Park City and Summit County officials outline the path forward for responding to wildfire | ParkRecord.com

Park City and Summit County officials outline the path forward for responding to wildfire

Mike McComb, Park City emergency manager, speaks at a panel on urban interface and wildfire danger at the Jim Santy Auditorium in Park City, Utah, on Wednesday, May 15, 2019.
James Hoyt/The Park Record

Local and state officials from nearly a dozen agencies on Wednesday sat on a public panel covering this summer’s fire forecast, wildfire management and changes to Park City’s evacuation plans.

About 100 people attended the panel and a question-and-answer session, which was preceded by the screening of a portion of “Era of Megafires,” a documentary outlining the case for a shift in how agencies manage natural blazes. The event was held at the Jim Santy Auditorium in the Park City Library.

Panelist Mike McComb, Park City’s emergency manager, offered a preview of this summer’s picture for wildfires, saying that while the National Weather Service forecasts June and July to be wetter than average, August will see a drop in precipitation levels and an increased risk of fire. A strong snowpack and generous spring rains will help dampen the potential for a catastrophe, though panelists roundly agreed that Parkites should be prepared at all times. City Hall Planning Director Bruce Erickson counseled the audience not to forget a component of a fire evacuation kit that comes second only to food and water: paperwork.

“It’s your life insurance policy, get your home insurance policy, that’s what has got to come out first because everything else you don’t need to document,” Erickson said.

A number of audience members were concerned that Park City’s well-documented traffic problems could cost lives in the event of a blaze in residential areas like Old Town and Deer Valley. Park City Police Chief Wade Carpenter said that the city is working with local tech firm Banjo on an initiative to model scenarios based on GPS data and update evacuation plans and busing routes in real time.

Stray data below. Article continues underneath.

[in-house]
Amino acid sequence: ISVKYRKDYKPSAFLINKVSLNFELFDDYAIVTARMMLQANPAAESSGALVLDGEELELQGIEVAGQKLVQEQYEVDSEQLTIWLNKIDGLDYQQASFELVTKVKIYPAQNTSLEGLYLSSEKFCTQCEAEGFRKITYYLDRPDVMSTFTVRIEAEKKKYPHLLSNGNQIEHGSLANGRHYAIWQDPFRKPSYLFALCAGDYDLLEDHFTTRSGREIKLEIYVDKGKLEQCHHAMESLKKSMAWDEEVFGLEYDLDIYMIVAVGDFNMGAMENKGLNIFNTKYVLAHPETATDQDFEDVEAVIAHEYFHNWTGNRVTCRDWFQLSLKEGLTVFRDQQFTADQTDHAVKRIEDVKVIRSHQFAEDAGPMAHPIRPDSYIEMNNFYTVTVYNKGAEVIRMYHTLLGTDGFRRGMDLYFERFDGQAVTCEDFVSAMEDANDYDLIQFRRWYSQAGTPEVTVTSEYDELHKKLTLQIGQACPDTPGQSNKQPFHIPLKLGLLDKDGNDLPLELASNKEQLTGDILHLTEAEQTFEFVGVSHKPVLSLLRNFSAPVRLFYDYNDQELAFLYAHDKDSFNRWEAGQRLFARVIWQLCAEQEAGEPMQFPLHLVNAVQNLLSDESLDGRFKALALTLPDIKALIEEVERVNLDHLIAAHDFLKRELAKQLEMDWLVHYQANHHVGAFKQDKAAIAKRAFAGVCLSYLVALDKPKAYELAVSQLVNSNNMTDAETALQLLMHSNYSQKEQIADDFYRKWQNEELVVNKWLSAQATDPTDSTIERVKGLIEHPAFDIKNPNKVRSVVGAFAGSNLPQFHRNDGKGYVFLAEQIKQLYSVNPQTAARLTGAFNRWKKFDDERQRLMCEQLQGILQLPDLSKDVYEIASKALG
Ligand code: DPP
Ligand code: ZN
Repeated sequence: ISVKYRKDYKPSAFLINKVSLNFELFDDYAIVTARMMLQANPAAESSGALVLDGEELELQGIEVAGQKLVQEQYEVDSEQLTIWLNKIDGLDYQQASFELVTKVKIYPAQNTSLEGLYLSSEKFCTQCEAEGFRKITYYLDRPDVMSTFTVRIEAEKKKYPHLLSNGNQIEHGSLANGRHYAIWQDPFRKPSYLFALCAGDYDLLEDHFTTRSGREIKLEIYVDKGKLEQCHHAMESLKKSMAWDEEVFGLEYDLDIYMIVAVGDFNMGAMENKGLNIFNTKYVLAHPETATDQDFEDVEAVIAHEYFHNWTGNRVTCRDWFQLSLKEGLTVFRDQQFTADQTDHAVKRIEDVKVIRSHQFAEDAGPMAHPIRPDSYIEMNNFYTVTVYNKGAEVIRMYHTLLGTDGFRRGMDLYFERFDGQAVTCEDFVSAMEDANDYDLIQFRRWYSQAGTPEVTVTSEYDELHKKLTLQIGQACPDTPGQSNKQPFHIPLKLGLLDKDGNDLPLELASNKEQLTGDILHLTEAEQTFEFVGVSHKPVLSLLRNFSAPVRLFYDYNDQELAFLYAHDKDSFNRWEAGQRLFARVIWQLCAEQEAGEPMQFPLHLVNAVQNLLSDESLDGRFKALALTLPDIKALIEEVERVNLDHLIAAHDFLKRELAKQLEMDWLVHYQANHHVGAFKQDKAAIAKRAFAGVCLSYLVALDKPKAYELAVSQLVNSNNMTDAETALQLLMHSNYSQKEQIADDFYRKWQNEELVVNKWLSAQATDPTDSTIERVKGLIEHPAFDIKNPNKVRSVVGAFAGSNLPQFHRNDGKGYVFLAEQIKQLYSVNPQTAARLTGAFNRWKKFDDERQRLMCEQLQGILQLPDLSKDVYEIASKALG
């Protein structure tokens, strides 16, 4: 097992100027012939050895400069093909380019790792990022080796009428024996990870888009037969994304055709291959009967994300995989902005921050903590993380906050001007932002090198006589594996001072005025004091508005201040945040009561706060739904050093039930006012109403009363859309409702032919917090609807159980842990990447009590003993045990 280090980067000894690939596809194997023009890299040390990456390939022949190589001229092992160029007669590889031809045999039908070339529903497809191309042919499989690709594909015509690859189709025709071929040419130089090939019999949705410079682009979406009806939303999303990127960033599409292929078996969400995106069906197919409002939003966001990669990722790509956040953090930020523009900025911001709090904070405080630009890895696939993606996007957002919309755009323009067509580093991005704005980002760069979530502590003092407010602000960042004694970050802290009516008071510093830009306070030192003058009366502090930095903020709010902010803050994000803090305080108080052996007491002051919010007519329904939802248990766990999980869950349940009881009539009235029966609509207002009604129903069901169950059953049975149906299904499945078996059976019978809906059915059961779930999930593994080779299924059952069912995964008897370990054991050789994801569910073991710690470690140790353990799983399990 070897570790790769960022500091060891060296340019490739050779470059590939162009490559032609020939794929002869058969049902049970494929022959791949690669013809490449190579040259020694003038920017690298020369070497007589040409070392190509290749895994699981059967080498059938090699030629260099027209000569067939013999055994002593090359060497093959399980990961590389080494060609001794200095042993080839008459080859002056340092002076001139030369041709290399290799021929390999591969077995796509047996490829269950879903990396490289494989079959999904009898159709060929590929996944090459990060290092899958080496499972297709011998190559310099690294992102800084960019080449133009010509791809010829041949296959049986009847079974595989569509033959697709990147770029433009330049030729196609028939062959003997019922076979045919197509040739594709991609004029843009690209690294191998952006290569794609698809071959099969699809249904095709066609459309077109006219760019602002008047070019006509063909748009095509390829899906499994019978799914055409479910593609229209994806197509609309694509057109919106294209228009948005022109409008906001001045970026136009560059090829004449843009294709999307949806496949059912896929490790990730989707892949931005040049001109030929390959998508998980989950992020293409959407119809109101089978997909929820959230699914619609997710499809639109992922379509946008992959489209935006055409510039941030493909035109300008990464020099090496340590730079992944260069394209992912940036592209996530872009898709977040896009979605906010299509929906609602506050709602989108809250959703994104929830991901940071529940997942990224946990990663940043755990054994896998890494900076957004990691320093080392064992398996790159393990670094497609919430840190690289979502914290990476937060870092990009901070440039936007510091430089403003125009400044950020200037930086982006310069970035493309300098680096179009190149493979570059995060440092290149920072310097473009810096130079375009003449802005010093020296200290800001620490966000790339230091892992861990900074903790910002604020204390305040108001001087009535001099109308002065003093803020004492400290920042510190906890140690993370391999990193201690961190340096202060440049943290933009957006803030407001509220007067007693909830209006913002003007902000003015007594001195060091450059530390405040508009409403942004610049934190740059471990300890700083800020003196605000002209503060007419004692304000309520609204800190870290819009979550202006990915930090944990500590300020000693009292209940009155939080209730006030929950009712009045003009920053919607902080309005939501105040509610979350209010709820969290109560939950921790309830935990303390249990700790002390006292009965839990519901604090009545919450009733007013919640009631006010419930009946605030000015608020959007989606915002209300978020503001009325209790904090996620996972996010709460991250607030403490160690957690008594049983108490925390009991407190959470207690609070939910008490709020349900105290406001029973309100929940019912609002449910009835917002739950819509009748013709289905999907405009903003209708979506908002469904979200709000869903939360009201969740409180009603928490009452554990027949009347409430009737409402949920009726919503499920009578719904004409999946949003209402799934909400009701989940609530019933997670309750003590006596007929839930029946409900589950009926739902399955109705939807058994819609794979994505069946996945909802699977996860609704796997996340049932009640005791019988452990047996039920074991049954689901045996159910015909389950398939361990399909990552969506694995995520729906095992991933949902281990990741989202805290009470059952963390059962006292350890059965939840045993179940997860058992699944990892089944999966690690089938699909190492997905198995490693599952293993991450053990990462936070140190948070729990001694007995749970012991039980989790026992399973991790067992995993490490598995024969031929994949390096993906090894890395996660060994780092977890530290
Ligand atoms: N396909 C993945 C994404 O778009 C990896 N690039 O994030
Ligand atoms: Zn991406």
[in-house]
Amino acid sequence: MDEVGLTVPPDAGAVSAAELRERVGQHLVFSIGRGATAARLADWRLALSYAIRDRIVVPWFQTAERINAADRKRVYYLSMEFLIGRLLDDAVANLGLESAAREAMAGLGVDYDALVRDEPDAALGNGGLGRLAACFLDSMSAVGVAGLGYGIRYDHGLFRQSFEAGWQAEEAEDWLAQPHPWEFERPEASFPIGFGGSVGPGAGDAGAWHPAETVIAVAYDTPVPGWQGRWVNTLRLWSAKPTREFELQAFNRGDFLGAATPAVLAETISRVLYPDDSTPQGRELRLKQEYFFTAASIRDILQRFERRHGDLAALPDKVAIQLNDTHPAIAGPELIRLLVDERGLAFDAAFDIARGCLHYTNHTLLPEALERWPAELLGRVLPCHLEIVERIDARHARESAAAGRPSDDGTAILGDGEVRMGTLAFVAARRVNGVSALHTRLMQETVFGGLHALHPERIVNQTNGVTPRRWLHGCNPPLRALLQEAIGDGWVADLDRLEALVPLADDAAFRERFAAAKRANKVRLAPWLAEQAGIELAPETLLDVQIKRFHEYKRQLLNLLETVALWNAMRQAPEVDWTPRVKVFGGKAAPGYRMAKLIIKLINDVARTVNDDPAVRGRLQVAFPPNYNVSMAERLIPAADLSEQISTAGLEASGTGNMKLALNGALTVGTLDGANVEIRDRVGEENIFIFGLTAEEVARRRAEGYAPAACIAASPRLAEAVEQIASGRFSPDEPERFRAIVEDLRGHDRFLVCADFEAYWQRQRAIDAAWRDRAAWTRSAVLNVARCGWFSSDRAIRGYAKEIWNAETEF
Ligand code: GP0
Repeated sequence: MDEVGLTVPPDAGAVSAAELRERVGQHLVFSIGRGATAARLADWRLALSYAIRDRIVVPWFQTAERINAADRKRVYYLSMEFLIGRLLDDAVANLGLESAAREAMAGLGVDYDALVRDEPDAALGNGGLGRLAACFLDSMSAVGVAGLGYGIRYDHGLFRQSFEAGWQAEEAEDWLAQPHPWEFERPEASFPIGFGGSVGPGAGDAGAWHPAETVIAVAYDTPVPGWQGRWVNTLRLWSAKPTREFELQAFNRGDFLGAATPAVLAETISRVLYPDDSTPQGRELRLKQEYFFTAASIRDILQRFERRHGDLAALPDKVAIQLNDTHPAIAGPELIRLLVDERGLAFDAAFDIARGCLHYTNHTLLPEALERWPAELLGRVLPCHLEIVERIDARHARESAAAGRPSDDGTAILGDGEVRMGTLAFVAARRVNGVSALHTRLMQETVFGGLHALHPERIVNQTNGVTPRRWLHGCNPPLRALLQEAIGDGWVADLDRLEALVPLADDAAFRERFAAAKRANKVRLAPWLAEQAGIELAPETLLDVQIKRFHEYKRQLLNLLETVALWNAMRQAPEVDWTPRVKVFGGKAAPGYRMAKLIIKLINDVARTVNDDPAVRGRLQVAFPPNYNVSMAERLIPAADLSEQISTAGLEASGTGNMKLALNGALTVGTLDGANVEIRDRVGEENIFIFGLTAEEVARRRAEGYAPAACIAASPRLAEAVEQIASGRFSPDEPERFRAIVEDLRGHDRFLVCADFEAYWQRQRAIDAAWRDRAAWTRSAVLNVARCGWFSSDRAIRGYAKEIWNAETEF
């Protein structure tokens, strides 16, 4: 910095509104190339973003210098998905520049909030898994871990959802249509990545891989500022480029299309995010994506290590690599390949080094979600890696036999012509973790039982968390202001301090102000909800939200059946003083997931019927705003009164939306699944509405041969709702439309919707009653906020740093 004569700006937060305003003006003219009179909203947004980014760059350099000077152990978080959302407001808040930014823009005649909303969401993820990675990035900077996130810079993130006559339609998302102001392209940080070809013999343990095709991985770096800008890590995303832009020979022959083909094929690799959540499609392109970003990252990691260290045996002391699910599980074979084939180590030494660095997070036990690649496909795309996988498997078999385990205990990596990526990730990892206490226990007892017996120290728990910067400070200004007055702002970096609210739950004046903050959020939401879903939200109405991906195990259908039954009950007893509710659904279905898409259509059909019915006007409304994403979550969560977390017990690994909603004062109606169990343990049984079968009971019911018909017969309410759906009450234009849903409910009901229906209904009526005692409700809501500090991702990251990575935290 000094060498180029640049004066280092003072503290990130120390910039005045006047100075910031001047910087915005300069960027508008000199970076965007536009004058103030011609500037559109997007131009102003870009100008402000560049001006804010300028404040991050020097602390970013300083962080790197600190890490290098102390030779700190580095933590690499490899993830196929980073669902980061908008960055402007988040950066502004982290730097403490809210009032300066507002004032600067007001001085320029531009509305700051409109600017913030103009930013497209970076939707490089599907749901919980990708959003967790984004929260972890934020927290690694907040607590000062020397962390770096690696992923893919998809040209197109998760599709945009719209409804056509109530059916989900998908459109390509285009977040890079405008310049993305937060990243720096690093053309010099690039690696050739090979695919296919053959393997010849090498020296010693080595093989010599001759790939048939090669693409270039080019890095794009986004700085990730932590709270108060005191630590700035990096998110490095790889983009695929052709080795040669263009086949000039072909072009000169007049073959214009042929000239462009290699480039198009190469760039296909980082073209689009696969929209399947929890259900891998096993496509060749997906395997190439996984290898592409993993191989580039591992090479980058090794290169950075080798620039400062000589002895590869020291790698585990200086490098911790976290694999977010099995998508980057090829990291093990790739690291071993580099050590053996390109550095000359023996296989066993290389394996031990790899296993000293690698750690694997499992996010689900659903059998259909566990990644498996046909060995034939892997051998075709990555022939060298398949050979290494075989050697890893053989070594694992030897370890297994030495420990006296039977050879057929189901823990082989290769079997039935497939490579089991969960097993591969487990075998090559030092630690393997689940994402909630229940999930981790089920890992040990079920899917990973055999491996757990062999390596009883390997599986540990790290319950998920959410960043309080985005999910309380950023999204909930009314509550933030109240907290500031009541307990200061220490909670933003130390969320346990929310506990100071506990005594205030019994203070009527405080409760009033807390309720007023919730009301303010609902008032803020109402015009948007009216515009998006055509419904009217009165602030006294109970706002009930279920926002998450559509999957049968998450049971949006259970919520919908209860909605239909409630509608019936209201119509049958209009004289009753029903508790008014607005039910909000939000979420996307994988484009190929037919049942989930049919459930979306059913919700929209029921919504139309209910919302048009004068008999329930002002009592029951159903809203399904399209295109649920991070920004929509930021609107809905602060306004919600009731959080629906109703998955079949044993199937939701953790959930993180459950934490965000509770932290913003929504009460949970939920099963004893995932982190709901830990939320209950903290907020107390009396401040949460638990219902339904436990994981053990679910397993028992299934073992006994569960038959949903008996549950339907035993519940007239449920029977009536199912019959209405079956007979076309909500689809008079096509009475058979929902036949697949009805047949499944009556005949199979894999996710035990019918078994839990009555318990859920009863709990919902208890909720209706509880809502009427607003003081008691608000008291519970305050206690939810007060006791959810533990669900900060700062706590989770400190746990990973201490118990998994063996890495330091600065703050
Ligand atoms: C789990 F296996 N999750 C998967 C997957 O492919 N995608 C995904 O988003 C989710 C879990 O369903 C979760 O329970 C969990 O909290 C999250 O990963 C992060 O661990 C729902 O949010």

“This gives us the ability to evaluate those issues well before we evacuate; this gives us the ability to know before we push buses into a given area,” Carpenter said.

Carpenter also cited the recent consolidation of the Park City and Summit County emergency dispatch offices as an advantage in an emergency. It made possible the construction of a dedicated traffic center that allows authorities to micromanage traffic lights and spot problems on short notice.

However, some attendees noted anxiety at the prospect of evacuating from areas like Old Town, where streets are narrow, grades are steep and traffic lights nonexistent.

“I cannot drive down Park Avenue and get to ColeSport and Jans where there is a six-lane road,” one resident said.

The discussion’s broader topics included forest management, which was the subject of the documentary, as well as the related issue of landscaping and arranging properties in ways that mitigate fire risk and make response easier.

Human intervention via firefighting has caused forests to grow much more dense than in the past, and residential landscaping is often done without attention paid to the local ecology and physical fire risk.

State officials said more controlled burns of forests are on the horizon in order to mitigate the density of low-lying, flammable foliage that 20th century fire suppression efforts have enabled in the Mountain West. Before wildland firefighting techniques were implemented at a large scale, the ebb and flow of natural wildfires gave Western forests a patchier landscape dominated by tall trees that could withstand multiple fires.

As for residents, campaigns in places like Utah and Colorado to raise awareness of the concept of defensible space have ramped up in recent years, and fire officials at the panel continued to reiterate its importance in Park City. A diameter of least 100 feet of defensible space is recommended for Park City homes, which is achieved by finding ways to reduce the ability of fire to climb from the ground up to trees and roofs, like trimming foliage and spacing it out.

Erickson said that the city plans to make its own effort to encourage defensible space.

“Old Town and the way the vegetation has grown into that area and sort of the laissez-faire attitude some people have taken to the vegetation have created some significant fire risks,” Erickson said. “There’s a number of things that we need to take care of over the next couple of years and the Treasure Hill acquisition will expedite that.”


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